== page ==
But Margaret Mitchell, despite her own ‘popular’ approach and mastery of storytelling that has so mythologized Gone With the Wind, did not seem to have the same ‘respect’ for the novel as an art form that Wharton did. In fact, she has been quoted as saying regarding the completion of GWTW — “I just want to finish this damn thing.” While Wharton herself was likely unamused with the rigorous physicality of the writing process, and the lengthy depths of thought involved (she was of course, unamused with most things in life), she would have also likely disdained the way in which Mitchell saw no purpose in her work. Another compelling ‘fact’ was that Margaret had demanded the original manuscript of GWTW returned to her after being mocked and subsequently irritated by an acquaintance, and after having already submitted it to the publisher. She did not even believe herself that the novel would bring her or the public any form of commercialized success. [http://mentalfloss.com/article/30591/10-things-you-might-not-know-about-gone-wind] Though Wharton’s temperament was in some ways practically identical to Mitchell’s, I believe she would have frowned upon and even disdained Mitchell’s nonchalant and indifferent attitude towards the role of the contribution of her novel and her work, Gone With the Wind, to the American cultural imagination, whether considered ‘literary’ or ‘popular’. Wharton’s aims and vision for her novels were far more broad-reaching and polemical in comparison to Mitchell’s, even though Mitchell’s one-hit-wonder (though not singular) work of fiction, Gone With the Wind, cannot be disputed as having far exceeded any single work of Wharton’s in not just national, but worldwide popularity.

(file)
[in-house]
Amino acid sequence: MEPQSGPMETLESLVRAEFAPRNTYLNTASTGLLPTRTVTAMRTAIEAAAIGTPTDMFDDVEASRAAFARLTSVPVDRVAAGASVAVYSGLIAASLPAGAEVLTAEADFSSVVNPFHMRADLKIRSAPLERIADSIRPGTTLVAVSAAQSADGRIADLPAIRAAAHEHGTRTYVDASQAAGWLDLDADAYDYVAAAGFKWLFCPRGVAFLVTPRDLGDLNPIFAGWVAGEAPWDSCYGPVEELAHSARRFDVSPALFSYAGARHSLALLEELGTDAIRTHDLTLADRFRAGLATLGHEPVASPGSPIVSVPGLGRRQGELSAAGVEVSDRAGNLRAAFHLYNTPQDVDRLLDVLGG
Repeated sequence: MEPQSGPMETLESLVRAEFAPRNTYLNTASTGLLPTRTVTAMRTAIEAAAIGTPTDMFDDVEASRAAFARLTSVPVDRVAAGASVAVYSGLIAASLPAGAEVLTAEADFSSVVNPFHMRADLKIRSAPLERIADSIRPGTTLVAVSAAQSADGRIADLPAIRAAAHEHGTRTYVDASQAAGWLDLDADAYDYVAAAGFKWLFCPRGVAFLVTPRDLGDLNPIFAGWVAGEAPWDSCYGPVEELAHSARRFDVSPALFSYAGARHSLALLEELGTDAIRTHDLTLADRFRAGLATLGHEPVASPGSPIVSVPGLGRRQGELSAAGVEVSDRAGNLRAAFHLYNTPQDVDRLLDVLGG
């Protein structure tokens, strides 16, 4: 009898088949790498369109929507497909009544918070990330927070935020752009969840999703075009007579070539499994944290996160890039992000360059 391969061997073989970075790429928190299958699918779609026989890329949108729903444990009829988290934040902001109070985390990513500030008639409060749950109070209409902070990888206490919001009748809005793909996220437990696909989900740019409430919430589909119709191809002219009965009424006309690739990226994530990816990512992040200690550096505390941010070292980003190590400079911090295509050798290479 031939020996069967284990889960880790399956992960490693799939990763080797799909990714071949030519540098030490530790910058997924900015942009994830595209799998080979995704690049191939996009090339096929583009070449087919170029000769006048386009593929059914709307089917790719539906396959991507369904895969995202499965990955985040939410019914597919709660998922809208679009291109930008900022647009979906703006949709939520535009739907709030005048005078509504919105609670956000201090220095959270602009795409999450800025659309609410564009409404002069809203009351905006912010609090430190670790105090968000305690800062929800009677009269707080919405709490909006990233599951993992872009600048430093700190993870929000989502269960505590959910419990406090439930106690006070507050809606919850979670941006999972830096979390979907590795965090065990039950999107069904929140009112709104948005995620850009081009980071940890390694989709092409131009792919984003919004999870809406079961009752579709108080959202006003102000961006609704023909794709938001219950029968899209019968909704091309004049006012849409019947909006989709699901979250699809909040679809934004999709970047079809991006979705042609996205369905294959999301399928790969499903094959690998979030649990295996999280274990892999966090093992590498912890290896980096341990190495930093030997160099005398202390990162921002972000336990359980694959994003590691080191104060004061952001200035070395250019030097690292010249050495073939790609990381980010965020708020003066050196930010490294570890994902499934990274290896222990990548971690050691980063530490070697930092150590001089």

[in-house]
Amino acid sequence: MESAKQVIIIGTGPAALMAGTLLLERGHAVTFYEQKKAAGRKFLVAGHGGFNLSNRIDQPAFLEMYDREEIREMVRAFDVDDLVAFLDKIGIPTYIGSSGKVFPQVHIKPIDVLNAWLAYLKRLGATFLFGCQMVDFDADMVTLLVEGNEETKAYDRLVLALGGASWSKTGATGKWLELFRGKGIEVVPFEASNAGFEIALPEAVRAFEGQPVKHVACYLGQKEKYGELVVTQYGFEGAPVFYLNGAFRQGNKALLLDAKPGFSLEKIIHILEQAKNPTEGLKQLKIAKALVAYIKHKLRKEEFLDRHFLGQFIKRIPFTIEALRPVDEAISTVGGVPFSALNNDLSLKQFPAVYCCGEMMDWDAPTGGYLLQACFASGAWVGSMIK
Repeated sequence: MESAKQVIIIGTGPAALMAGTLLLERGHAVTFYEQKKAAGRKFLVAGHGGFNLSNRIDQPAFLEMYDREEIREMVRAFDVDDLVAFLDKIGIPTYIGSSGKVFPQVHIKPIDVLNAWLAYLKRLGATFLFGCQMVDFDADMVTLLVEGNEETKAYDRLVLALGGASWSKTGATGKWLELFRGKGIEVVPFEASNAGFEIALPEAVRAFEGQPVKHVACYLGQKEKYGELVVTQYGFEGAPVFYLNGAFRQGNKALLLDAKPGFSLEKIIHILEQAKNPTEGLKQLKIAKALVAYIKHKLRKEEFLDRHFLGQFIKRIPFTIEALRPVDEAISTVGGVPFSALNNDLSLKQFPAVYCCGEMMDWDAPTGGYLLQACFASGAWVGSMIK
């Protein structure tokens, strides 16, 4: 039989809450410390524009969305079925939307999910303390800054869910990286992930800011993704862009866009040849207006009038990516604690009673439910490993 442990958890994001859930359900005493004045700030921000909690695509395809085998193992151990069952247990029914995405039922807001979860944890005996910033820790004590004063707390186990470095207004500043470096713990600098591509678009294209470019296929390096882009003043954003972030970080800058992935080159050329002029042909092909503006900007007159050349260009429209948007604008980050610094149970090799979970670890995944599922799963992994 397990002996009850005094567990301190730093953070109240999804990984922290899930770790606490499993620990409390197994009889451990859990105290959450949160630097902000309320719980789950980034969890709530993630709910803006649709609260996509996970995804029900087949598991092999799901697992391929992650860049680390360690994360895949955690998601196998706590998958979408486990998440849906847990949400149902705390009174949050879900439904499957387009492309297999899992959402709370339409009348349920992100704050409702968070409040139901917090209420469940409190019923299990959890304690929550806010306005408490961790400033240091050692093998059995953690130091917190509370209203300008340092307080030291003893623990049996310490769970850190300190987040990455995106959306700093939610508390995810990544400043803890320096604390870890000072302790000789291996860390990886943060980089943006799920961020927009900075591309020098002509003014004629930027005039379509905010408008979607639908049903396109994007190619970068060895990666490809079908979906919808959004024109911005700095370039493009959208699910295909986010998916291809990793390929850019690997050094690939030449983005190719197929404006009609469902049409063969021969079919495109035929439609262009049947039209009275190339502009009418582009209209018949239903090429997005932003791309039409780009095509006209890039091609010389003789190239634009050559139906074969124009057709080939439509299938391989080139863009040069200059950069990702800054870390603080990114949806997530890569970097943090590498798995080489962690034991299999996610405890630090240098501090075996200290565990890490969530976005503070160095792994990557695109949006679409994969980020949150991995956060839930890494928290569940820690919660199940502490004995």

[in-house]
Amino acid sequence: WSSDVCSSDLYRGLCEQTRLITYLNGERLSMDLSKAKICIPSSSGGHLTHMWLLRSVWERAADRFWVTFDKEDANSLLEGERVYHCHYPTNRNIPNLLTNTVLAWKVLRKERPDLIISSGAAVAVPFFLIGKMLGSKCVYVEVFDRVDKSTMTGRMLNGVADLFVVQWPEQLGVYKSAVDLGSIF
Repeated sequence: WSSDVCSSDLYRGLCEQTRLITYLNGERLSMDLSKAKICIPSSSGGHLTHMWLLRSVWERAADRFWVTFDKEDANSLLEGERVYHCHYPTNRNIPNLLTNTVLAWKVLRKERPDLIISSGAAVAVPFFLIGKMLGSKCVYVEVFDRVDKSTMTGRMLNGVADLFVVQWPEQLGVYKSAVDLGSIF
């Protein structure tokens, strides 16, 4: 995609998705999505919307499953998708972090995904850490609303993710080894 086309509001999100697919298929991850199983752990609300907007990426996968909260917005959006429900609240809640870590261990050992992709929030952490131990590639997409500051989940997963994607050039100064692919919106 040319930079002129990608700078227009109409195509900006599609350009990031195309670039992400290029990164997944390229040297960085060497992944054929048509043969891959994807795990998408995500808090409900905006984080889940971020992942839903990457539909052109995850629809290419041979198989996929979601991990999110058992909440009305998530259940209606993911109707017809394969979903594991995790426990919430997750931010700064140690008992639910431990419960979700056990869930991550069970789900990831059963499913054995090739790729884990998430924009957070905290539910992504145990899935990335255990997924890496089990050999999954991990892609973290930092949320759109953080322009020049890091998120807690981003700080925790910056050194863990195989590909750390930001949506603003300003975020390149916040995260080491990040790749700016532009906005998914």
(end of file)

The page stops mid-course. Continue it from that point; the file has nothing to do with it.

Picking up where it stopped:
I can’t help but not forget, however, the kinship of sentiment and subject matter shared by both Wharton and Mitchell concerning ‘things lost’ — Gone With the Wind both sponging and proclaiming the maudlin reaction to the burning of Atlanta, the end of The Civil War, and the dissolution of the agrarian South, while Wharton’s ‘Novel(s) of Manners’ pierce and bite the rigid, self-serving tactics of ‘Old New York’, lamenting not the loss of a romanticized ‘way of life’, but individual life, individual lives, casualties of an intangible milieu that would, ironically, just like the tangible roads and byways from Atlanta to Savannah along ‘Sherman’s March to the Sea’ consumed in flame, also completely disappear into history. In not just a literal sense could Wharton and Mitchell be considered ‘bedfellows’ — they both wrote in bed and often flung written pages of their work onto the floor — but that both cultures from which they wrote, North and South, so polarized in ideals, in an allegorical sense, ‘made their own beds’ and slept in them, meaning, that both the idealized, slave-based plantation systems of the 19th-century South, and the unforgiving social rungs of 19th-century aristocratic New York, would equally dismantle these now only and forever archived ways of life, the fleeting ‘securities’ and comforts that they had brought to the privileged, with their ignorant disregard of inequality, the soulful, and the passionate, forever securing, with the help of both Mitchell and Wharton, the myths of a nation once — or still? — divided.